In March 2014, the Baymard Institute, a web research company based in the UK, reported that 67.91% of online shopping carts are abandoned. An abandonment means that a customer has visited a website, browsed around, added one or more products to their cart and then left without completing their purchase. A month later in April 2014, Econsultancy stated that global retailers are losing $3 trillion (USD) in sales every year from abandoned carts.
Clearly, reducing the number of abandoned carts would lead to higher store revenue — the goal of every online retailer. The question then becomes how can we, as designers and developers, help convert these “warm leads” into paying customers for our clients?
When you browse your favorite website or check the latest version of your product on your device of choice, take a moment to look at it differently. Step back from the screen. Close your eyes slightly so that your vision is a bit clouded by your eyelashes. Can you still see and use the website? Are you able to read the labels, fields, buttons, navigation and small footer text? Can you imagine how someone who sees differently would read and use it?
In this article, I’ll share one aspect of design accessibility: making sure that the look and feel (the visual design of the content) are sufficiently inclusive of differently sighted users.
According to a recent report, HTML is the most widely used language for mobile app developers. The main reasons among developers for selecting web technologies is cross-platform portability of code and the low cost of development. We’ve also heard that hybrid apps tend to be sluggish and poorly designed. Let’s prove whether it’s possible to deliver the native look and feel that we’re used to.
Information architecture (IA) is one of those buzzwords you’ve probably heard before. It refers to the organization of the information on your website and how it all fits together. When planning your IA, involve users of your website in the process as soon as you can.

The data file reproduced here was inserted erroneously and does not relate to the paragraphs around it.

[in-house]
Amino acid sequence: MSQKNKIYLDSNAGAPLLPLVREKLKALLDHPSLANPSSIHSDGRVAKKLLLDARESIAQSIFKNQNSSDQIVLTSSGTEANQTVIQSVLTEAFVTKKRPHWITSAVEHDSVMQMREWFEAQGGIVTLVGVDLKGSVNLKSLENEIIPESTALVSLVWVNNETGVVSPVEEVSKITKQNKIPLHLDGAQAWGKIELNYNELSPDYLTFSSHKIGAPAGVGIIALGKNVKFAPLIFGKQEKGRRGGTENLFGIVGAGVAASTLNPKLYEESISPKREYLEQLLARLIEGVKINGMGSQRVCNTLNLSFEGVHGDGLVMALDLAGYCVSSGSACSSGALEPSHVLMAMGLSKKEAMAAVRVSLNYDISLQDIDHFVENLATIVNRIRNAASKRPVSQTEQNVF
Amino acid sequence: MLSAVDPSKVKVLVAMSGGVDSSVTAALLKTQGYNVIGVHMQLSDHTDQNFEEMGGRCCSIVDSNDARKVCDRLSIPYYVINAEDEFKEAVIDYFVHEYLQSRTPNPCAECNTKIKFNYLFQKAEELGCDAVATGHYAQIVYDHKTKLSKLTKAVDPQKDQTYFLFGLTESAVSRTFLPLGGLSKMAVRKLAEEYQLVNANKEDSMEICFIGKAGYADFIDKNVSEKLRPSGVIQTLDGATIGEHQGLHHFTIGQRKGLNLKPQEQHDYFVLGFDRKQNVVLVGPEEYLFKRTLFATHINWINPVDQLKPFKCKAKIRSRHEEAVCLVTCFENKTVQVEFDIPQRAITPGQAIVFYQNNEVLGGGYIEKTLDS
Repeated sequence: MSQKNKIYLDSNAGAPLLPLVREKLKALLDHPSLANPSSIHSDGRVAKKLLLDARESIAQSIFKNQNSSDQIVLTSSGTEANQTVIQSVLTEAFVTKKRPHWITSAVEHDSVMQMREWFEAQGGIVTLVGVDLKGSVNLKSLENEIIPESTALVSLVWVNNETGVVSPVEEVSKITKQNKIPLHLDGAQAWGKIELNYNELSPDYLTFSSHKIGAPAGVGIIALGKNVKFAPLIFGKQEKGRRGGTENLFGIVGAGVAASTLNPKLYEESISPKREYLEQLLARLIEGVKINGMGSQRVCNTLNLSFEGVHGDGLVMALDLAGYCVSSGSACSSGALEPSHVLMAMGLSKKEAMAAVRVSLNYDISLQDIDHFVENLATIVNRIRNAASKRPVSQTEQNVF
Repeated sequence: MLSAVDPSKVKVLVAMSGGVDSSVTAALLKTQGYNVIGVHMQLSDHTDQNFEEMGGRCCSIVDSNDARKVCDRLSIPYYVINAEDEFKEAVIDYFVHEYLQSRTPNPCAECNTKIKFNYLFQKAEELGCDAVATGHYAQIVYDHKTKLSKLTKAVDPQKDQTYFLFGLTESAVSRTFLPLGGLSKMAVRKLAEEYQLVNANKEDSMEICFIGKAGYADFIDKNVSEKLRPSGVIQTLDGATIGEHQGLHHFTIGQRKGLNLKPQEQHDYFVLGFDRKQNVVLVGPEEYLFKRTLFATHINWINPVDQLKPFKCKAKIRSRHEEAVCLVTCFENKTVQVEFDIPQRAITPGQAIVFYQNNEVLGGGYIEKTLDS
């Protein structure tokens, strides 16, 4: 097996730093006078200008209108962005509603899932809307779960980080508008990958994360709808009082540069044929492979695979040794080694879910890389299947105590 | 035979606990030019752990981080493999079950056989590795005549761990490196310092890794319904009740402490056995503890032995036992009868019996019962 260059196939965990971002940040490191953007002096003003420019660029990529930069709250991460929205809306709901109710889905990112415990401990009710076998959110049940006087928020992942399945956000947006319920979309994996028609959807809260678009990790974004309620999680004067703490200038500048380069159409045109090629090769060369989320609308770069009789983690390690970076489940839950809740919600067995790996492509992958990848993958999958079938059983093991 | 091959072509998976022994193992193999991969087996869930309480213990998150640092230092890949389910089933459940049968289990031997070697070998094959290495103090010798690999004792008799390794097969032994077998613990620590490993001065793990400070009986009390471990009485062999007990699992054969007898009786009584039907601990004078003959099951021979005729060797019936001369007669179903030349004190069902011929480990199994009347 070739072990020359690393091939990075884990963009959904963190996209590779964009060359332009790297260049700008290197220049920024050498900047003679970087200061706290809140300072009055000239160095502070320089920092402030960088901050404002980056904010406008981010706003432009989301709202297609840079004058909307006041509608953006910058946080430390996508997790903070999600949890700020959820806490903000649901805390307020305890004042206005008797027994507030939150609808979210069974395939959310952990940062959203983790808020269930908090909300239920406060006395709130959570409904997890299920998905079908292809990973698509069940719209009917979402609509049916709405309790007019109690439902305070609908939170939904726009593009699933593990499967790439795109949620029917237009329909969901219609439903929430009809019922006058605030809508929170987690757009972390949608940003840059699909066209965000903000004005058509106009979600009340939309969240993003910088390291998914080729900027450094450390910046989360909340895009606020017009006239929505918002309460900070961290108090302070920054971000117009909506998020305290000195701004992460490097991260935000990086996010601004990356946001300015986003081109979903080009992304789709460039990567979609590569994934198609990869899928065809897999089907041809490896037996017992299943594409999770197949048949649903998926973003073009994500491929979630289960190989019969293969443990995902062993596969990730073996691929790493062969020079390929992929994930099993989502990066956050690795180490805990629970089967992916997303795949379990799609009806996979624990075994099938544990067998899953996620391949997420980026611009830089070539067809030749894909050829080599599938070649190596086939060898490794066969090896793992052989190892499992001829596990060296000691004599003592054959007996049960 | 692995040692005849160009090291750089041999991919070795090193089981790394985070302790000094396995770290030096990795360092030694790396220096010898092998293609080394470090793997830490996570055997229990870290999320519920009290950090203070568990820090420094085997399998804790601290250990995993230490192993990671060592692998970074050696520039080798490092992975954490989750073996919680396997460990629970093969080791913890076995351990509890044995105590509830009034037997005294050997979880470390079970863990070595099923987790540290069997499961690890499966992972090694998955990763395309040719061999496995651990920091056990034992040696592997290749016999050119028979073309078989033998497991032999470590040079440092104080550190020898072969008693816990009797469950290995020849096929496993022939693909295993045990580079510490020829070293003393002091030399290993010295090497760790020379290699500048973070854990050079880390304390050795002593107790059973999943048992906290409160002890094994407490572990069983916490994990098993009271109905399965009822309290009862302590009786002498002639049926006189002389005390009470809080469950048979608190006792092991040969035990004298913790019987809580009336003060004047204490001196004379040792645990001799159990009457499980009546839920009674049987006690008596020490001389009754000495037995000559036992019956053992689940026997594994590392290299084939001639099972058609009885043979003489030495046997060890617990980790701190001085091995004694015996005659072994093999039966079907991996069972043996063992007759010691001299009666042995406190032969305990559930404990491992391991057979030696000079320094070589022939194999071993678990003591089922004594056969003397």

In this article, we’ll discuss card sorting, a tried and true technique for doing just that. We’ll go through some practical tips for running a card-sorting session, and also cover some examples.
I can’t imagine any other industry in which so much change happens so quickly. If you stop paying attention for a week, it can feel like you’ve not been listening for a year. There’s so much to learn. Falling behind is easy, too. We might be in the middle of a major project, so we put off learning about this newfangled thing called Sass or Node.js or even quickly experimenting with the new Bootstrap or Foundation that everyone is raving about.
Before we know it, we have these elephants of missing knowledge wandering around our minds, reminding us of what we should know and do but haven’t found the time for. Even just looking at beautiful work and seeing what new technique we could use ourselves can seem like too big a task when we’re swamped with projects. So, we tell ourselves we’ll come back to it later. But later never shows up. The guilt definitely does, but not that elusive deadline of later.